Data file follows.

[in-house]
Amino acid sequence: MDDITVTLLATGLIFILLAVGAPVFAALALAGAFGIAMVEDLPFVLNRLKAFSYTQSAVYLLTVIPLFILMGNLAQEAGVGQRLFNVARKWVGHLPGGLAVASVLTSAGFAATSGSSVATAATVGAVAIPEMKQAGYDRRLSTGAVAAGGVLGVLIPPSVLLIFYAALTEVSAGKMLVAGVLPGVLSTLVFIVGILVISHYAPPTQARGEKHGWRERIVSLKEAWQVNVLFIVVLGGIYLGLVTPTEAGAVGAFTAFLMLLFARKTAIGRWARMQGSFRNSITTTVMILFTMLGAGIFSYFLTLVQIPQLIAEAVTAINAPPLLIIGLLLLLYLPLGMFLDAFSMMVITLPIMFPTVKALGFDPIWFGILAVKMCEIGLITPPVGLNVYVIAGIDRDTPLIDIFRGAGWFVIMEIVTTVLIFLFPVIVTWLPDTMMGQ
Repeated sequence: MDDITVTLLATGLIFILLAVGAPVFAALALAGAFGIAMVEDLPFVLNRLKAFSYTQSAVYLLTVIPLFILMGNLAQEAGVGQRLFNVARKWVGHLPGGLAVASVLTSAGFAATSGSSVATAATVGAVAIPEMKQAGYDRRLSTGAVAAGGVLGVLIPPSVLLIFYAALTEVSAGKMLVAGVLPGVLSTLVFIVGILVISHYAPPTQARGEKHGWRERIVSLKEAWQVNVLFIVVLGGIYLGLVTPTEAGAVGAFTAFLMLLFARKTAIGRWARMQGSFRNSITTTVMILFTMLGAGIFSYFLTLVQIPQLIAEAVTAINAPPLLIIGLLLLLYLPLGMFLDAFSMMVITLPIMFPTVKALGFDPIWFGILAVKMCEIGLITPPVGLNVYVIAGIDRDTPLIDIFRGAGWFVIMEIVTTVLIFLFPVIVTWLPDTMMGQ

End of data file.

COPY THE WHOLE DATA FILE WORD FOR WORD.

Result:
[in-house]
Amino acid sequence: MDDITVTLLATGLIFILLAVGAPVFAALALAGAFGIAMVEDLPFVLNRLKAFSYTQSAVYLLTVIPLFILMGNLAQEAGVGQRLFNVARKWVGHLPGGLAVASVLTSAGFAATSGSSVATAATVGAVAIPEMKQAGYDRRLSTGAVAAGGVLGVLIPPSVLLIFYAALTEVSAGKMLVAGVLPGVLSTLVFIVGILVISHYAPPTQARGEKHGWRERIVSLKEAWQVNVLFIVVLGGIYLGLVTPTEAGAVGAFTAFLMLLFARKTAIGRWARMQGSFRNSITTTVMILFTMLGAGIFSYFLTLVQIPQLIAEAVTAINAPPLLIIGLLLLLYLPLGMFLDAFSMMVITLPIMFPTVKALGFDPIWFGILAVKMCEIGLITPPVGLNVYVIAGIDRDTPLIDIFRGAGWFVIMEIVTTVLIFLFPVIVTWLPDTMMGQ
Repeated sequence: MDDITVTLLATGLIFILLAVGAPVFAALALAGAFGIAMVEDLPFVLNRLKAFSYTQSAVYLLTVIPLFILMGNLAQEAGVGQRLFNVARKWVGHLPGGLAVASVLTSAGFAATSGSSVATAATVGAVAIPEMKQAGYDRRLSTGAVAAGGVLGVLIPPSVLLIFYAALTEVSAGKMLVAGVLPGVLSTLVFIVGILVISHYAPPTQARGEKHGWRERIVSLKEAWQVNVLFIVVLGGIYLGLVTPTEAGAVGAFTAFLMLLFARKTAIGRWARMQGSFRNSITTTVMILFTMLGAGIFSYFLTLVQIPQLIAEAVTAINAPPLLIIGLLLLLYLPLGMFLDAFSMMVITLPIMFPTVKALGFDPIWFGILAVKMCEIGLITPPVGLNVYVIAGIDRDTPLIDIFRGAGWFVIMEIVTTVLIFLFPVIVTWLPDTMMGQ